Background: Inclusion of self-collected rectal swabs (SCRS) into existing community venue-based HIV surveillance systems for men who have sex with men (MSM) may provide a feasible method for monitoring human papillomavirus (HPV) vaccine-related outcomes in this population. We measured the prevalence of HPV and anal dysplasia through incorporating SCRS into ManCount, the Vancouver site of the M-Track HIV surveillance system.
Methods: Participating MSM were provided with a self-collection kit for collection on-site or at a follow-up venue. Swabs were subject to polymerase chain reaction amplification for HPV detection, and cytology slides were reviewed for anal dysplasia. Factors associated with participation were identified through multivariate logistic regression.
Results: Of 766 men completing ManCount, 268 (35%) agreed to participate, self-collecting 252 specimens (247 on-site). Of 239 complete specimens, 33.5% did not have detectable β-globin; in the remainder (159 specimens) the prevalence of HPV infection was 62.3% (23.3% HPV type 16 or 18; 38.4% HPV type 6, 11, 16, or 18). In the 62.3% (149) of specimens adequate for cytology, the prevalence of anal dysplasia was 42.3% (HSIL 11.4%, LSIL 18.8%, ASC-US 6.7%, ASC-H 5.4%). Participation was associated with venue type, availability of on-site collection, and other characteristics.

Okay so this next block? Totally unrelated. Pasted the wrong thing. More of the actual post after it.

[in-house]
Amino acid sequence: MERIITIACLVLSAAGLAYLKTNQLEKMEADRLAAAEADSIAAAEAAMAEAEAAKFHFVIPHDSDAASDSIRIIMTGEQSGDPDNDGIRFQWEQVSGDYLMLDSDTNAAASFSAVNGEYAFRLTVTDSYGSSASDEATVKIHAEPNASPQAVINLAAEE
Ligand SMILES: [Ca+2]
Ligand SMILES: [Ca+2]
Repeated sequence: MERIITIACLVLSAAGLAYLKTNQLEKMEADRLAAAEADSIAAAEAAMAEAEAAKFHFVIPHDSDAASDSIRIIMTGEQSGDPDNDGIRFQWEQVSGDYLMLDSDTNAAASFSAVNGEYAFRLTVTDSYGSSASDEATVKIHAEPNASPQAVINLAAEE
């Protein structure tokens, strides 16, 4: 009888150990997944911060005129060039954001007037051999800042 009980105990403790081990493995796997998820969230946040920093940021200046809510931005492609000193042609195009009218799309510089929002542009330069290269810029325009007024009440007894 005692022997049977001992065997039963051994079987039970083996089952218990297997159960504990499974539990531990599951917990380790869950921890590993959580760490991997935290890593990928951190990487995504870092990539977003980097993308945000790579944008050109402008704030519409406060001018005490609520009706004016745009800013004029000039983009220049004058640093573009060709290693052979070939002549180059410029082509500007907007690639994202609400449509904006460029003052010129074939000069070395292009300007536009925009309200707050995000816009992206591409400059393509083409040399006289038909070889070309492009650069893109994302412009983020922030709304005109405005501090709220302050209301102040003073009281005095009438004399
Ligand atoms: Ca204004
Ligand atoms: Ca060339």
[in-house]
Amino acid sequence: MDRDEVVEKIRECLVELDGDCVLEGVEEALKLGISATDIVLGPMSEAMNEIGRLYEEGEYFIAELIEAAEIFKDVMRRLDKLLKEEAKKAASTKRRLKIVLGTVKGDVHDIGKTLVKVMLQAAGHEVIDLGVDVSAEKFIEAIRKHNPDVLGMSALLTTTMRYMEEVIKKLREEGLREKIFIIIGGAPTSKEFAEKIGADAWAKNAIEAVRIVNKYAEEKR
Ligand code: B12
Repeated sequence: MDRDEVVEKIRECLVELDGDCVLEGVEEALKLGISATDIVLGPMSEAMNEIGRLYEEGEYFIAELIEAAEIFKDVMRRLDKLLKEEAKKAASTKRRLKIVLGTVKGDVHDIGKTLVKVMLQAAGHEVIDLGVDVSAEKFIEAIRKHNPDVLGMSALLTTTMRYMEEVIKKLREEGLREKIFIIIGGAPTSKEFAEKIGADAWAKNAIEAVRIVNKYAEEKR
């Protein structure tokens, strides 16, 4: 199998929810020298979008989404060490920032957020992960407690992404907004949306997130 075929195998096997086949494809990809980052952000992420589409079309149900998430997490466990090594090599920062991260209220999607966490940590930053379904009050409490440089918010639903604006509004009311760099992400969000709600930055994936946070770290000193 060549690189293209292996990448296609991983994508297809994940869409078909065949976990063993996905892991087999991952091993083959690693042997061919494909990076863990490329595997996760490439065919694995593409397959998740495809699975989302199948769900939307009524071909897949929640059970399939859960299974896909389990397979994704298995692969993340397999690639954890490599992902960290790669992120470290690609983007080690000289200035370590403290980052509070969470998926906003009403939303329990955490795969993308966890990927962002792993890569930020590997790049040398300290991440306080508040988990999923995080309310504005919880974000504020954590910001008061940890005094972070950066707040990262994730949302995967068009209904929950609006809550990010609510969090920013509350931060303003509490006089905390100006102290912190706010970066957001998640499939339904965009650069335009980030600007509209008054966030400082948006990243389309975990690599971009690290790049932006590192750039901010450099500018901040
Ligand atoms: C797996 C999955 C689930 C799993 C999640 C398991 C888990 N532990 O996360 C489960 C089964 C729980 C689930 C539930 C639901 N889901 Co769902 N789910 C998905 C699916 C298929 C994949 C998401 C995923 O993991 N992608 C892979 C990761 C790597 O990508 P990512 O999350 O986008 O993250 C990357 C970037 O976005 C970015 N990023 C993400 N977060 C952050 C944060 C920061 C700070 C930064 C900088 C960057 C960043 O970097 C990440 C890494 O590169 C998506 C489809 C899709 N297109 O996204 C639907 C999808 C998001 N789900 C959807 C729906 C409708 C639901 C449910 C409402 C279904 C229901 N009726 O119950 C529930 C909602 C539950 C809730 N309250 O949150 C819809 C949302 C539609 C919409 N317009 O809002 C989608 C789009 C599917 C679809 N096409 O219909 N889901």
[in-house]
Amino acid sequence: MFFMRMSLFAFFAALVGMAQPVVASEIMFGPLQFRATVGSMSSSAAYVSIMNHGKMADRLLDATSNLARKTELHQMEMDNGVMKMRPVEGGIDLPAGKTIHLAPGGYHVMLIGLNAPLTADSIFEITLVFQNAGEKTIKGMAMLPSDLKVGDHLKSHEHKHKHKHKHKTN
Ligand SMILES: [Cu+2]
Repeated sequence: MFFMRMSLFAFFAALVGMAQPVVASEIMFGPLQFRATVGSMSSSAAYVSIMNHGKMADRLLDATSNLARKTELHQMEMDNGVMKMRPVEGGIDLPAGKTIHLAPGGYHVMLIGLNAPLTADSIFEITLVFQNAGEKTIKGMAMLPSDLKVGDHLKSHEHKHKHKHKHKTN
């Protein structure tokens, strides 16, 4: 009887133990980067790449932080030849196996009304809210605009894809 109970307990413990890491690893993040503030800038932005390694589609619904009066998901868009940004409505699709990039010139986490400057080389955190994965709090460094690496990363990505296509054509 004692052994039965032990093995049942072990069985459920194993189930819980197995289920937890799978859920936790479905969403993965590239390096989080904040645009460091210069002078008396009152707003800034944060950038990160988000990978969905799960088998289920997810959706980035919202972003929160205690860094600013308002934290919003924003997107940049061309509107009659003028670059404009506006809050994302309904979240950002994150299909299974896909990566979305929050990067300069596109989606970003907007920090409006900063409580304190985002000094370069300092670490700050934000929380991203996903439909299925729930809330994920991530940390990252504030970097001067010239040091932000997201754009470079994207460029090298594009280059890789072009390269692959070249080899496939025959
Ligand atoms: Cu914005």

Conclusions: SCRS can be feasibly integrated within existing community venue-based HIV surveillance systems for MSM, and may be a suitable method for monitoring the impact of HPV vaccination in this population. However, participation may be influenced by venue type and availability of on-site collection, and adequacy of SCRS specimens may be lower in community venues as compared with clinical settings.